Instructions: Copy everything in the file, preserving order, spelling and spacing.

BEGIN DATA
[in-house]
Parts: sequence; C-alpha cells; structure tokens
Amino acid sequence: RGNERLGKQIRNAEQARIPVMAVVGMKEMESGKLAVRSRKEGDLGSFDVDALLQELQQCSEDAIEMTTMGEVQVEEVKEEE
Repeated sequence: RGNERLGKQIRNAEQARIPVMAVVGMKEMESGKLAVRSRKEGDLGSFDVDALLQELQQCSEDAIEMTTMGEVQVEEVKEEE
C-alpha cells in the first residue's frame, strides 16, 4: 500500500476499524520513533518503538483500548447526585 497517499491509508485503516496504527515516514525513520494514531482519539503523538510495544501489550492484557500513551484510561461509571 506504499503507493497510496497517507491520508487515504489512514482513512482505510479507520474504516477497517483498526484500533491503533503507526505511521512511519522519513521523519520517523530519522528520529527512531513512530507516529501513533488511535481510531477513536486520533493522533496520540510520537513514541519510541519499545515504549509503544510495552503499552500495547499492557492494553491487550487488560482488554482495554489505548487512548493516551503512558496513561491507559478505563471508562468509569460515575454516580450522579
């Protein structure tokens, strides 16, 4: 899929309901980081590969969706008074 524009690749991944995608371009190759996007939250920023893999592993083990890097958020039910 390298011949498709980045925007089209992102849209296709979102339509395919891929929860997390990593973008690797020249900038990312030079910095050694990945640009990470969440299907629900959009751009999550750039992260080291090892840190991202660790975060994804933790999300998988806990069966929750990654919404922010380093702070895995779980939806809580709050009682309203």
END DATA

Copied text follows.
[in-house]
Parts: sequence; C-alpha cells; structure tokens
Amino acid sequence: RGNERLGKQIRNAEQARIPVMAVVGMKEMESGKLAVRSRKEGDLGSFDVDALLQELQQCSEDAIEMTTMGEVQVEEVKEEE
Repeated sequence: RGNERLGKQIRNAEQARIPVMAVVGMKEMESGKLAVRSRKEGDLGSFDVDALLQELQQCSEDAIEMTTMGEVQVEEVKEEE
C-alpha cells in the first residue's frame, strides 16, 4: 500500500476499524520513533518503538483500548447526585 497517499491509508485503516496504527515516514525513520494514531482519539503523538510495544501489550492484557500513551484510561461509571 506504499503507493497510496497517507491520508487515504489512514482513512482505510479507520474504516477497517483498526484500533491503533503507526505511521512511519522519513521523519520517523530519522528520529527512531513512530507516529501513533488511535481510531477513536486520533493522533496520540510520537513514541519510541519499545515504549509503544510495552503499552500495547499492557492494553491487550487488560482488554482495554489505548487512548493516551503512558496513561491507559478505563471508562468509569460515575454516580450522579
């Protein structure tokens, strides 16, 4: 899929309901980081590969969706008074 524009690749991944995608371009190759996007939250920023893999592993083990890097958020039910 390298011949498709980045925007089209992102849209296709979102339509395919891929929860997390990593973008690797020249900038990312030079910095050694990945640009990470969440299907629900959009751009999550750039992260080291090892840190991202660790975060994804933790999300998988806990069966929750990654919404922010380093702070895995779980939806809580709050009682309203």